Memorials are beautiful and will move you in unexpected ways

From the initial concept to the groundbreaking, memorials often undergo numerous iterations and meticulous planning, sometimes spanning several years or even decades.

The careful consideration given to every aspect of their creation transforms memorials into visually captivating and meaningful sites, often rich in symbolism.

Each element, from the choice of materials to the placement of sculptures or inscriptions, contributes to the overall aesthetic and emotional impact. As a result, these memorials become not only places of remembrance but also visually stunning works of art.

The deliberate incorporation of symbolic elements inspire individuals to further explore the history and connect with the deeper meaning of the memorial. I recall visiting the bonfire memorial at Texas A&M University for the first time and seeing the symbolic portal of a fallen Aggie, Miranda Adams, purposefully facing towards her hometown of Santa Fe.

As I looked to the horizon I realized that the portal was also pointing in the direction of my own home, and the significance of the memorial became even more relatable and impactful.

Photo by meadowsaffron via Flickr.

Memorials help bring stories together

Memorials can play a crucial role in bringing different elements of a story together. That’s because they serve as physical manifestations of history, condensing complex narratives and emotions into tangible forms.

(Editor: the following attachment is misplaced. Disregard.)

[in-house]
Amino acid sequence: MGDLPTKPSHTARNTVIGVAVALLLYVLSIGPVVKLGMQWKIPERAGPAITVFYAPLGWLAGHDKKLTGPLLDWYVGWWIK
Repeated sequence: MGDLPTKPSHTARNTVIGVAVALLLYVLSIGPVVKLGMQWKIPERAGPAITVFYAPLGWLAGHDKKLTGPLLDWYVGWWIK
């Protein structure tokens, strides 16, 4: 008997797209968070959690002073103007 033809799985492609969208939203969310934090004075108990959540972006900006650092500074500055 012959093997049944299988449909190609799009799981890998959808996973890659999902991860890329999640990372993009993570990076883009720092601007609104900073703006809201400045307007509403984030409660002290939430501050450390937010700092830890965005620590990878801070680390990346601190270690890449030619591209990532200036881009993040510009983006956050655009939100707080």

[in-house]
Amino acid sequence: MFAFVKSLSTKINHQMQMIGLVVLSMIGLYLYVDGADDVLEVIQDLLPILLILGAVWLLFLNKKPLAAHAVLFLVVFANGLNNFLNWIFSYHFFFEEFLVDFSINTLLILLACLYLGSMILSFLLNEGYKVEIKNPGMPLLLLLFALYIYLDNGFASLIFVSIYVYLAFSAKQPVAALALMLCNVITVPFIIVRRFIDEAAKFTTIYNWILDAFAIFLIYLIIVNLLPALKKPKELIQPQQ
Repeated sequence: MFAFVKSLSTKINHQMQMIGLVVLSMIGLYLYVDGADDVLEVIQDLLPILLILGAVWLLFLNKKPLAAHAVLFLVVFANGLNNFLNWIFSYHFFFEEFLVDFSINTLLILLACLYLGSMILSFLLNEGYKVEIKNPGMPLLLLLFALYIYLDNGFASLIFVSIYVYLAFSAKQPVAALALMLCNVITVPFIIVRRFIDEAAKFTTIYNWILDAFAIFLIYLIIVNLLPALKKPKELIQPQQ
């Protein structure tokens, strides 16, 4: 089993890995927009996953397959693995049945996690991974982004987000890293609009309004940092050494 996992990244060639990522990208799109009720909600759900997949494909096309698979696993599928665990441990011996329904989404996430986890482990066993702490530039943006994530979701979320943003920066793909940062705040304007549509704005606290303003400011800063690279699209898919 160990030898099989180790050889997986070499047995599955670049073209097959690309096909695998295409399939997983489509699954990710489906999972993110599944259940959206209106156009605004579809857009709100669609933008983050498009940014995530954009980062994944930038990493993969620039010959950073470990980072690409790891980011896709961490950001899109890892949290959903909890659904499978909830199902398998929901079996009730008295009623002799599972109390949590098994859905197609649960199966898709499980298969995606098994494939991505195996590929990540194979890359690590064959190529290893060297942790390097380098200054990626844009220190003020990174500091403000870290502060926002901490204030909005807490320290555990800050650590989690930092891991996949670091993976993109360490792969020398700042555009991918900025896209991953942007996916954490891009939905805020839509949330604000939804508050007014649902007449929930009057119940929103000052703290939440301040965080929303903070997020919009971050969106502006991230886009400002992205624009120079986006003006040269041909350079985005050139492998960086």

When we stand before a memorial, we see the names, dates, and images that represent the individuals and events we have read or heard so much about.

Sometimes it’s a smaller-scale revelation like when we visited Fort McHenry and saw the actual “ramparts” mentioned in the Star-Spangled Banner.

But other times it’s making sense of a more complex event.

I vividly remember my visit to Pearl Harbor, where the old video footage and survivor stories took on a whole new dimension as I stood there, gazing across the harbor to Ford Island. One a completely quiet morning, I could almost hear the planes roaring overhead, raining destruction on the site in a moment of complete havoc.

The full magnitude of the attack finally hit me.

Final word

Beyond their aesthetic appeal, memorials often offer serene environments where visitors can find solace, pay their respects, and contemplate the lessons and legacies of the events or individuals memorialized. They serve as powerful reminders of our shared history and often offer visitors a rich and rewarding experience.